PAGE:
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View Full Version : Clausing vs Millrite Vs Rockwell



Nicad
06-30-2010, 05:57 PM
Does one of these medium sized mills have a quality or operational advantage over the others? I would like to buy a US made Mill in very good shape. For the love of the machine, I would be most interested in the one with the best build quality. Comments appreciated.

bob_s
06-30-2010, 06:19 PM
So why not consider TREE in with that bunch.

Oh yeah, you wouldn't want anything that was made in Ca.

Like ex-prime minister Creten said "We want the high tech, high paying jobs, " - not the low paying jobs that form the basis of every successful economy in the world. What would you expect from someone who learned economics from a moron like pee air turdo.

Nicad
06-30-2010, 06:33 PM
So why not consider TREE in with that bunch.

Oh yeah, you wouldn't want anything that was made in Ca.

Like ex-prime minister Creten said "We want the high tech, high paying jobs, " - not the low paying jobs that form the basis of every successful economy in the world. What would you expect from someone who learned economics from a moron like pee air turdo.
Didn't know there was a Canadian option other than an Excello (Which I think is too big for my needs and hard to find that will run on 220V)
What is a TREE?

My shop is a bit of a Canadian tool museum overall, as I have a few pieces of General and Beaver wood working tools.

legendboy
06-30-2010, 07:40 PM
I can only comment on the millrite. Its likely the most capable of the 3 machines you listed in terms of travels, rigidity and weight.

I like mine but it is a very basic machine.

Waterlogged
06-30-2010, 07:54 PM
Clausing, Rockwell and then Millrite from smallest to largest. It can be a challenge to find any of them in really good shape so find a nice one and be happy. Upgrade if or when you feel like it as each will hold it's value or apreciate over time.

I've owned a Clausing (and a Taiwanese copy) and currently own a Rockwell. Both are roughly the same size but the Rockwell is a little more robust and has an R8 spindle. Some Millrites have an R8 spindle as well but why not just get a Bridgeport or equivalent at that point? Being able to find parts for a Bridgeport has it's advantages. You can do a full comparison by joining the Yahoo Groups for each and going through the "files" section to compare specs.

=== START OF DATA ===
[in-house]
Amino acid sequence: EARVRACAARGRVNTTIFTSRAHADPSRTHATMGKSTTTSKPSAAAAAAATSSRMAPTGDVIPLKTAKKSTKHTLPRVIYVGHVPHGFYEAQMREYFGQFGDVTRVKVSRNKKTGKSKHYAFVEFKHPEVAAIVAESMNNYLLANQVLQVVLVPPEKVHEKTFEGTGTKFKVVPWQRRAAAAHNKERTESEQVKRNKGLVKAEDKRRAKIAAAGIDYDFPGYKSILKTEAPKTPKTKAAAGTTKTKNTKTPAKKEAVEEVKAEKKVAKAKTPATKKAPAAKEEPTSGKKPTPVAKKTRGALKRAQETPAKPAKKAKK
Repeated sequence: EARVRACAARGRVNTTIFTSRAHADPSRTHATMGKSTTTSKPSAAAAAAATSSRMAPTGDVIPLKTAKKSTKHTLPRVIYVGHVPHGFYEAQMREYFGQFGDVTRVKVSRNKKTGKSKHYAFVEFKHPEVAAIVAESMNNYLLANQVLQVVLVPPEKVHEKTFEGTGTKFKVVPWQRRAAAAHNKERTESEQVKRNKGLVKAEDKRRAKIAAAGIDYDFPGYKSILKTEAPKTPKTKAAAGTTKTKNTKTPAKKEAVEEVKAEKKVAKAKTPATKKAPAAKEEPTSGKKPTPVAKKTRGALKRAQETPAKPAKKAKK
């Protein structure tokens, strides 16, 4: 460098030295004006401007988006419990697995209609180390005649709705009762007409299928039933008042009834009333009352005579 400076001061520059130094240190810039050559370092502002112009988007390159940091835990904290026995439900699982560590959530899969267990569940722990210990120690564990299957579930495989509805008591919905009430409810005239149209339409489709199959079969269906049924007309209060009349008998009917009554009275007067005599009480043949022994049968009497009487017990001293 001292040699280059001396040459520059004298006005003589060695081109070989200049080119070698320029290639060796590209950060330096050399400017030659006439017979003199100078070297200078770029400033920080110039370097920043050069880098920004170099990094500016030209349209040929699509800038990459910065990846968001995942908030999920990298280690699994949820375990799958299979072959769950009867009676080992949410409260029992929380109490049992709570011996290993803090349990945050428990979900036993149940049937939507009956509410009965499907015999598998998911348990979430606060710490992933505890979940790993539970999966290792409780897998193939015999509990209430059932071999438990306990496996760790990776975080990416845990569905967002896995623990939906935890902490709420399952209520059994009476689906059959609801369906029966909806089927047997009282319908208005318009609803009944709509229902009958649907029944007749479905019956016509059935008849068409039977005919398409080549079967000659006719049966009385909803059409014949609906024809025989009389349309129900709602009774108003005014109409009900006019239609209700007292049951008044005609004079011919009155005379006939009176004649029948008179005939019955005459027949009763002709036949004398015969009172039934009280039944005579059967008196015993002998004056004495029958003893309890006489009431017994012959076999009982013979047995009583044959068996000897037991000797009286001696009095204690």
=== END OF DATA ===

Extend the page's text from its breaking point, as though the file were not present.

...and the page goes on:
JCHannum
06-30-2010, 08:05 PM
The Tree is a good machine, but it is Bridgeport sized.

Of the three machines mentioned, the Millrite is a bit larger and more rigid. The Rockwell and Clausing have the advantage of being capable of being dismantled into manageable bits, making them easier to install in a basemant shop or other shop with limited access.

The Rockwell has an R-8 spindle, the Milrite can have a MT#2, 3, 4, B&S#10, 30 taper or R-8 spindle, the Clausing is available in MT #2 or B&S#7 only. The Rockwell is available in horizontal, vertical or a combination of both.

Any one of the three is a good machine for the small shop. I have a Rockwell vertical and an pleased with it. I would be less concerned with which one I found, but more concerned with finding one in good shape.

Rex
07-01-2010, 11:21 PM
I looked at all 3, plus the Asian 6x26s, before buying a Millrite
Mine is the later Green Powermatic/Houdaille w/36" table, and it was in great shape. Most of these were used in labs and home shops rather than industry, so not many of them are worn out.
If you fine a bright metallic green "little BP" with a white racing stripe, grab it.

shapeaholic
07-03-2010, 09:35 AM
I used to own a Rockwell with a Bridgeport "M" head. Nice mill within it's limitations...

But
Check this out

http://crownassets.pwgsc.gc.ca/mn-eng.cfm?snc=wfsav&sc=enc-bid&scn=50029&lcn=193573&lct=L&srchtype=&so=ASC&sf=ferm-clos&lci=&str=1&ltnf=1&test=1#topOfCADC

Pete